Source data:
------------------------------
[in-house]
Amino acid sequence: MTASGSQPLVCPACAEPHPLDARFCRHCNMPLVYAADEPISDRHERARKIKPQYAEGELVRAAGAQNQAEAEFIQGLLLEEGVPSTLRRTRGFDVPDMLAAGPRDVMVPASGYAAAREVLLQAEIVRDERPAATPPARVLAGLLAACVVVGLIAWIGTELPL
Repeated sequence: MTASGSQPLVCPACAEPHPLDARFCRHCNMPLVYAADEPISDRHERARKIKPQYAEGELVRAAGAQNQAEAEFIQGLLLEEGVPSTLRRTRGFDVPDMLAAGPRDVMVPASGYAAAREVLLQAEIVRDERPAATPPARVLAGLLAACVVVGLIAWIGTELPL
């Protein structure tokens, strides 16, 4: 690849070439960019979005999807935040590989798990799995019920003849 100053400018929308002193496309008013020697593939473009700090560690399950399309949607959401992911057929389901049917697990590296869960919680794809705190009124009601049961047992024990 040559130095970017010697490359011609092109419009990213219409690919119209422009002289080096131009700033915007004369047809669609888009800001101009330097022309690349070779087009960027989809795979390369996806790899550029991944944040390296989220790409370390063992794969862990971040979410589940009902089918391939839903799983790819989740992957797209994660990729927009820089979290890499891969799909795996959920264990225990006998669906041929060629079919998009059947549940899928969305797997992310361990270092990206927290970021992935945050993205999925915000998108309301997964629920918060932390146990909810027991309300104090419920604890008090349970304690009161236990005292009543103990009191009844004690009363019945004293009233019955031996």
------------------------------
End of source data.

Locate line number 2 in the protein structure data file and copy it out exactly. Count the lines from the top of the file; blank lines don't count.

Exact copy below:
Amino acid sequence: MTASGSQPLVCPACAEPHPLDARFCRHCNMPLVYAADEPISDRHERARKIKPQYAEGELVRAAGAQNQAEAEFIQGLLLEEGVPSTLRRTRGFDVPDMLAAGPRDVMVPASGYAAAREVLLQAEIVRDERPAATPPARVLAGLLAACVVVGLIAWIGTELPL